Vera Phillips & Edwin Robinson,
The Wounded Healer — J.B. Phillips,Triangle, 1983.
From $15 used online. In Public Library system. Reviewed by Ted Witham
110 pages – paper-back
Sometimes an old book comes into your hands at just the right time. I have surprised myself with a severe bout of anxiety and depression: maladies I believed I was exempt from. Apart from the symptoms of feelings of doom, breathlessness and general fatigue, my mental ill-health has stopped me in my tracks, and I have felt I’ve had to give up most of my activities. I’ve stopped (for the moment) teaching French, creative writing and much of my church activities.
I’ve felt a real tension: my therapists warn me of withdrawing from social contact (because being out among people is the best treatment for depression), and yet I simply have not had the energy to keep up with my usual activities.
One of the disappointing symptoms of this depression is that I have lost “the sense” of God. I had had a heightened awareness of the divine when I received communion and in my daily prayers. That has disappeared, just at the moment when it could help.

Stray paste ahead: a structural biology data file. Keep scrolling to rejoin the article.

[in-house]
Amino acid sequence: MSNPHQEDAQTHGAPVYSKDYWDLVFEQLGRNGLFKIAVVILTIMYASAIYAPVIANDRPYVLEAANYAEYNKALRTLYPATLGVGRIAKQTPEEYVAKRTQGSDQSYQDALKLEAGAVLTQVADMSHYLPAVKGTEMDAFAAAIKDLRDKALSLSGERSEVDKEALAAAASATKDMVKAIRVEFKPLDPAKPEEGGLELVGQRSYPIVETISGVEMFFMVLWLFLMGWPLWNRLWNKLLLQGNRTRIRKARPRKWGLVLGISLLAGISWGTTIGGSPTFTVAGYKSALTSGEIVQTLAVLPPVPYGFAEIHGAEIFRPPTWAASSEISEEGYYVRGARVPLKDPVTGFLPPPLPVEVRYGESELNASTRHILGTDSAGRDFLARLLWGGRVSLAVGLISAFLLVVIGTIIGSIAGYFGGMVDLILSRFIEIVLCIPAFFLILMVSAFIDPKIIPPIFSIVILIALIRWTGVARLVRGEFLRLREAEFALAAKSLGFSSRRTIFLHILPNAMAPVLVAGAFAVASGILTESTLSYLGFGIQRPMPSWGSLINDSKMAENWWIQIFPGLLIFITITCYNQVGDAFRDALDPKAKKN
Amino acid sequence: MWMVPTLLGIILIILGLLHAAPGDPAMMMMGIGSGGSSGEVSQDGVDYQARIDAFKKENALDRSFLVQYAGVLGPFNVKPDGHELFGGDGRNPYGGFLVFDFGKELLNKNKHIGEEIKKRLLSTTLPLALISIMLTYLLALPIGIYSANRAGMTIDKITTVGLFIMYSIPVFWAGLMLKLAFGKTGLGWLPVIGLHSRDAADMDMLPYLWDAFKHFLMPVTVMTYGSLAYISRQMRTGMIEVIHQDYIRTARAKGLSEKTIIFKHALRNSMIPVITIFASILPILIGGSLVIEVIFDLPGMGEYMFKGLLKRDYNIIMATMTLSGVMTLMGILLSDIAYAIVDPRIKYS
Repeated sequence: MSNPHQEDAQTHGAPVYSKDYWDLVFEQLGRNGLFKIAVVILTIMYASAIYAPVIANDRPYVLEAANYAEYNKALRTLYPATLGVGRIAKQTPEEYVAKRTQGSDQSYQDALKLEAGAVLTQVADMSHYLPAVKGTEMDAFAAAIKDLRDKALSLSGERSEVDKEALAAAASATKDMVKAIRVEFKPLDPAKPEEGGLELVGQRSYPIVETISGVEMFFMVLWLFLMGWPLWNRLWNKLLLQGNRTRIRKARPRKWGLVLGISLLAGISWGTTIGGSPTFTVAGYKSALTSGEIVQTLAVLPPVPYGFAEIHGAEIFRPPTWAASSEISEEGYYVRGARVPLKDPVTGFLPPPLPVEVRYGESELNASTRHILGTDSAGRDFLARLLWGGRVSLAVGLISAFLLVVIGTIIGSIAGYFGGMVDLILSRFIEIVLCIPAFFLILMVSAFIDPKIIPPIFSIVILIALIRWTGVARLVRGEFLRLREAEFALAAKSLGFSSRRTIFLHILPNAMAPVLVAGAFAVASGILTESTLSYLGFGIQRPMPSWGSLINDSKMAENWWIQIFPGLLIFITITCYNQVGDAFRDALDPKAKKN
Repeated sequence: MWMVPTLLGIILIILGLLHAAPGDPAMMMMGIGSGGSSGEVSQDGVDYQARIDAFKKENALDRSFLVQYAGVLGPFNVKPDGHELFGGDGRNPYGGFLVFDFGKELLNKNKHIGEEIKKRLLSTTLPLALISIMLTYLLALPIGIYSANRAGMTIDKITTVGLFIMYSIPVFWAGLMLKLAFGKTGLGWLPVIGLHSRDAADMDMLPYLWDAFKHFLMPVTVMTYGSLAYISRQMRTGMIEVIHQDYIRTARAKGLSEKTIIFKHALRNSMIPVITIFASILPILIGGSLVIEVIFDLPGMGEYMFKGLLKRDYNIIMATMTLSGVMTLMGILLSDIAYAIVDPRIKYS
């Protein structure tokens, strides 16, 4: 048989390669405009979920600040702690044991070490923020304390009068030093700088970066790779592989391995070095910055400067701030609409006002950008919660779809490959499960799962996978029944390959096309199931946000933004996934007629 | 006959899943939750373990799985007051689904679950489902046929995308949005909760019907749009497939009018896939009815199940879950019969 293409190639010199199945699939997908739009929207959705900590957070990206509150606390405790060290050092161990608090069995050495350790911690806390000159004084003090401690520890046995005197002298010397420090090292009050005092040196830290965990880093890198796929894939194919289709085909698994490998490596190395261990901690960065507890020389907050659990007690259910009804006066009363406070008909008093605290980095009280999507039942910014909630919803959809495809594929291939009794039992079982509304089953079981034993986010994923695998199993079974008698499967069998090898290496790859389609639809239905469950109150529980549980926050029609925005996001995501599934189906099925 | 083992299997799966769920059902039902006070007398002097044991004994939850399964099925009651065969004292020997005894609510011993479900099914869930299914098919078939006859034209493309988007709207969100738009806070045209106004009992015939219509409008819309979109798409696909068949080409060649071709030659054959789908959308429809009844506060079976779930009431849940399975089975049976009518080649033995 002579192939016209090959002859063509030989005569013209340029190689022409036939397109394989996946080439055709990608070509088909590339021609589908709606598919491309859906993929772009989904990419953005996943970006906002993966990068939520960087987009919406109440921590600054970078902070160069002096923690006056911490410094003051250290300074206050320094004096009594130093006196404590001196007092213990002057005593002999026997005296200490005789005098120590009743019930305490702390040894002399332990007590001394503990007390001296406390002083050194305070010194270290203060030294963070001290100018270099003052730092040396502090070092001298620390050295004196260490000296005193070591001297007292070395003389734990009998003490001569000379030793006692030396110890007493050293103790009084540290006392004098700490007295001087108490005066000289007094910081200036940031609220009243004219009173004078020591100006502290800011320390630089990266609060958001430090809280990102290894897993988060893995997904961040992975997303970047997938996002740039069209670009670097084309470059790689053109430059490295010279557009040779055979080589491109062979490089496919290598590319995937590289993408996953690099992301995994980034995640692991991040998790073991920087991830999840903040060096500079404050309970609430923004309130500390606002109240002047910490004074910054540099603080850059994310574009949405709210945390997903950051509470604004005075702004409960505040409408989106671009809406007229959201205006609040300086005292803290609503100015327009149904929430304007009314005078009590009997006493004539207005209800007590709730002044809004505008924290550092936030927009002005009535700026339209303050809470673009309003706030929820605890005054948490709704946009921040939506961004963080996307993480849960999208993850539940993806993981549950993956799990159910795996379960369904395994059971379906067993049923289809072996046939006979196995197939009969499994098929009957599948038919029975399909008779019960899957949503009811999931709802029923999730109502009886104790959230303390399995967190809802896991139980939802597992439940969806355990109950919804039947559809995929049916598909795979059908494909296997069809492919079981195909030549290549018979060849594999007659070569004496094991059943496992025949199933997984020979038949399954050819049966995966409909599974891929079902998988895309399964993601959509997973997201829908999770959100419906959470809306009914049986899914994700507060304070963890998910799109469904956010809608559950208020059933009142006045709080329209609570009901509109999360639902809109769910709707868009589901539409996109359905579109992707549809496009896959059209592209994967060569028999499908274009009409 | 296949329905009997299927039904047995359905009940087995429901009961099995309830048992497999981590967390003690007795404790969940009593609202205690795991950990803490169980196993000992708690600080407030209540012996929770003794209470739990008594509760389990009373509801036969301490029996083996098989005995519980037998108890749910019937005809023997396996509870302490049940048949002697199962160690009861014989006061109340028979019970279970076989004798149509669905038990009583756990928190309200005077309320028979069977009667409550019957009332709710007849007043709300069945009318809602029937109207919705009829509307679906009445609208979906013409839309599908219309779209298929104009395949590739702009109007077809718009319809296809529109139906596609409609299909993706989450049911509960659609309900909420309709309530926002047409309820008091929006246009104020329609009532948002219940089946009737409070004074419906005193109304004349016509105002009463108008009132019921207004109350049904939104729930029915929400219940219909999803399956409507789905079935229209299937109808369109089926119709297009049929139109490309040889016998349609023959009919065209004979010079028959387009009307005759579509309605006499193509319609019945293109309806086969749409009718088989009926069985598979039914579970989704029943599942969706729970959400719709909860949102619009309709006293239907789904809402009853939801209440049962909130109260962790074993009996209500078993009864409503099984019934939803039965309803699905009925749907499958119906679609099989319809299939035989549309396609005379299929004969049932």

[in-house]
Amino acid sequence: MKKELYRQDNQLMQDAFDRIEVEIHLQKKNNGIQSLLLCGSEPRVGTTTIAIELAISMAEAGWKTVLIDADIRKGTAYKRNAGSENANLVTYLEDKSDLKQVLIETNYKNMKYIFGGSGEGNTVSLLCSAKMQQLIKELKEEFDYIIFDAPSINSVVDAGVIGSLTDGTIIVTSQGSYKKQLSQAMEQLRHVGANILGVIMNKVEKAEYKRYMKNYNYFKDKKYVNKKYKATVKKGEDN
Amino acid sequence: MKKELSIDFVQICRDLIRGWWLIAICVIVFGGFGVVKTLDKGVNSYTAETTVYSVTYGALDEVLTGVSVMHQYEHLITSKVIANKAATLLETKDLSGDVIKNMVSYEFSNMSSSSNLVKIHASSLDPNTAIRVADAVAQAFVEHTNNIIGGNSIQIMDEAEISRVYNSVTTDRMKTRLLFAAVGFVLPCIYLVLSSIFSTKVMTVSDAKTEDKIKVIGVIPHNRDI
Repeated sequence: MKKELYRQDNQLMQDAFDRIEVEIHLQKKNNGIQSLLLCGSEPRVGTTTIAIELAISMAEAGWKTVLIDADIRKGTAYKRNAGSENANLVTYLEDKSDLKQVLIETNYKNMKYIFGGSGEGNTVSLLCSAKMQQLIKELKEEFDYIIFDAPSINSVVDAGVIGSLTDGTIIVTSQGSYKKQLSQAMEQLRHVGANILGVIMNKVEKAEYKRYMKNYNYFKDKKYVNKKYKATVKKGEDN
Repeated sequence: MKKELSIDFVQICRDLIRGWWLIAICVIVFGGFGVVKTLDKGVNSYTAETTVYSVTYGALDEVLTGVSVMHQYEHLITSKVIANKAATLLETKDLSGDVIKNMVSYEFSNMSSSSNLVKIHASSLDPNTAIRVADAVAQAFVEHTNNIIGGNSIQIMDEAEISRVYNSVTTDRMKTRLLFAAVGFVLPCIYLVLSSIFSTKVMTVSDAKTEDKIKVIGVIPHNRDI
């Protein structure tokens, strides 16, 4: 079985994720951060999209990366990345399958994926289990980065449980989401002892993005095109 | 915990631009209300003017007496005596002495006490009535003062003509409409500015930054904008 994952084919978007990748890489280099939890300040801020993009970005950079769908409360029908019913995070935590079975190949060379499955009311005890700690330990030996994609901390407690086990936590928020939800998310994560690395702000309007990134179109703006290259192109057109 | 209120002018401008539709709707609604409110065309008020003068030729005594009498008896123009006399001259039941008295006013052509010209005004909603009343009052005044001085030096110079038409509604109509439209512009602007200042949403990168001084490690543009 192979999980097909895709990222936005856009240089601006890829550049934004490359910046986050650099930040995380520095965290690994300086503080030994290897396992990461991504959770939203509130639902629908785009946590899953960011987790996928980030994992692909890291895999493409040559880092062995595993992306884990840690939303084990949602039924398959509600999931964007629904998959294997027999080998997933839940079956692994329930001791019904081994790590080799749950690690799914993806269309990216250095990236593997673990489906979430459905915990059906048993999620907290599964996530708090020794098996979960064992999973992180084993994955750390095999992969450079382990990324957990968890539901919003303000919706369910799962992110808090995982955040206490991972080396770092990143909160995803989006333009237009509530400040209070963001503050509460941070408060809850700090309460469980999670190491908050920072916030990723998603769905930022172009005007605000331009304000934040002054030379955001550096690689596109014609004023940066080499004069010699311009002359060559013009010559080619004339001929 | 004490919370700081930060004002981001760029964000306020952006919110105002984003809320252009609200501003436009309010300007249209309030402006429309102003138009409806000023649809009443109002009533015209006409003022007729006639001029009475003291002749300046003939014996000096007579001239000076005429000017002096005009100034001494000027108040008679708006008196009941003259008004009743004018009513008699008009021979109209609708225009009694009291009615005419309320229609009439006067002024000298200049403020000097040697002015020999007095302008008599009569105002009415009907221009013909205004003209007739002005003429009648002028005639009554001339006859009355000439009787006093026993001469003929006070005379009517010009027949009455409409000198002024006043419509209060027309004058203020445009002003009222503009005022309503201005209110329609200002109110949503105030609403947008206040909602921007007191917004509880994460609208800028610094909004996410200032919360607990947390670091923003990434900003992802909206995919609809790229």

A friend of mine mentioned that J.B. Phillips, one of the pioneers of translating the Bible into modern English, and the author of Your God is Too Small, suffered from depression. It turns out that Phillips received mountains of correspondence in response to his sales of six million books, and that he answered every letter. Often these letters were to encourage people who opened up to him about their depression.
He also reached out to other notable Christians who had disclosed their depression publicly, seeking their advice, sometimes begging for their help.
Vera Phillips, Jack’s wife, and Edwin Robinson, a long-term friend, have compiled a selection of these letters resulting in a short book (110 pages) of practical help for Christians with depression.
In them, Phillips recounts some of his psychological challenges. He wanted to live up to the perfection he believed his father demanded of him, so was constantly disappointed that he wasn’t the best ever Vicar, or the greatest ever writer. He shows that while these psychological issues were related to his depression, they weren’t the sole or main cause of the illness.
J.B. Phillips was an English evangelical whose faith is attractive and accessible. His voice, the voice of his letters, is practical, compassionate and liberal. I found his advice helpful, and I am sure those who received the letters originally were even more encouraged by their gentle empathy.